A star’s color is entirely governed by its temperature at the surface. Very similar to our idea of “red hot” and “white hot” giving an idea of the temperature of heated metal, the color of the star gives an idea of the temperature of the star.
The relationship between temperature and color is given by the black-body relation, which applies to any object which gives off light and doesn’t absorb light (like stars and heated metal). So objects like these which glow due to heat change colors as they heat up. The hotter an object is, the shorter the wavelength of the majority of the light it gives off, so as you heat an object, it will transition through the rainbow of colors from red to blue. However, iron really only goes from red to white, whereas stars can have colors anywhere from the extremely hot blue to the cooler deep red stars.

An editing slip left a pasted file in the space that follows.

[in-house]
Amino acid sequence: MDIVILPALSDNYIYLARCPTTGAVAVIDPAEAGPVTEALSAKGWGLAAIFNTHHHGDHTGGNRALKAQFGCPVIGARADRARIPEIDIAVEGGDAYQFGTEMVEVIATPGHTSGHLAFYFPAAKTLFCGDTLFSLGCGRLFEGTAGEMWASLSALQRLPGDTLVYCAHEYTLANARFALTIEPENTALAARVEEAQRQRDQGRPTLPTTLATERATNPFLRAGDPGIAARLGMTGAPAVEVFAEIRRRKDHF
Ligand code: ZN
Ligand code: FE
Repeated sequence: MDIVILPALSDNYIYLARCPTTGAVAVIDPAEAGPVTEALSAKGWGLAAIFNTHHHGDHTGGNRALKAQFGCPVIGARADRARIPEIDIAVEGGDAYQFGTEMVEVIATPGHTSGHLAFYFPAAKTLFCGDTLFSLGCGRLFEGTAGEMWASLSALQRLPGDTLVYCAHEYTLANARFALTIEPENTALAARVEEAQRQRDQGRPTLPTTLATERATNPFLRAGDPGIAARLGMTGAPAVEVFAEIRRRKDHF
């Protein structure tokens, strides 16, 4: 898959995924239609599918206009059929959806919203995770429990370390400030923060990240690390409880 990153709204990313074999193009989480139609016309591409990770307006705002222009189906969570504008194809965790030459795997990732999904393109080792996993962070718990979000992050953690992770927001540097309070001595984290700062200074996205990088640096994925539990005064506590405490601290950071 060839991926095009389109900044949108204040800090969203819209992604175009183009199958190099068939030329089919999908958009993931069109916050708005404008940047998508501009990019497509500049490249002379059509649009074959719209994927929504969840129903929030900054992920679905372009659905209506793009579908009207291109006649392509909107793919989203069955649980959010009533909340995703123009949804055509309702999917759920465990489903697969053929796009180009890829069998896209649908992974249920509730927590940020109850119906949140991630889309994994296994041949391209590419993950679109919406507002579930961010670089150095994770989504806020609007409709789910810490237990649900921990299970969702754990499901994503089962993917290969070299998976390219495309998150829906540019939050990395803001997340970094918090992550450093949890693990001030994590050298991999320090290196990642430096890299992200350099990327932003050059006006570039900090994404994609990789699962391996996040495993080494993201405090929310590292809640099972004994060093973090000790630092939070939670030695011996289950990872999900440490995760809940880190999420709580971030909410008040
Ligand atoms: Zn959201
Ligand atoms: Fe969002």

So the real question is, why are stars different temperatures?
Stars are a delicate balance between gravity crushing a star inwards, and the pressure from the radiation the star generates in its core. The more massive a star is, the more gravitational pressure can be exerted, so the more energy needs to be generated in the centre of the star. Fortunately, the extra gravity of the star can produce extra dense and hot regions near the centre, which allows the nuclear reaction in the centre to kick into high gear. This then produces the extra energy the star needs to balance out its extra weight.
So the heavier the star is, the more energy the star can produce at its core, which in turn means the star burns hotter and faster, and the hotter the star, the bluer it gets. By contrast, the lighter a star is, the less energy is formed at the core, so the surface of the star stays quite cool (relatively speaking) and red.
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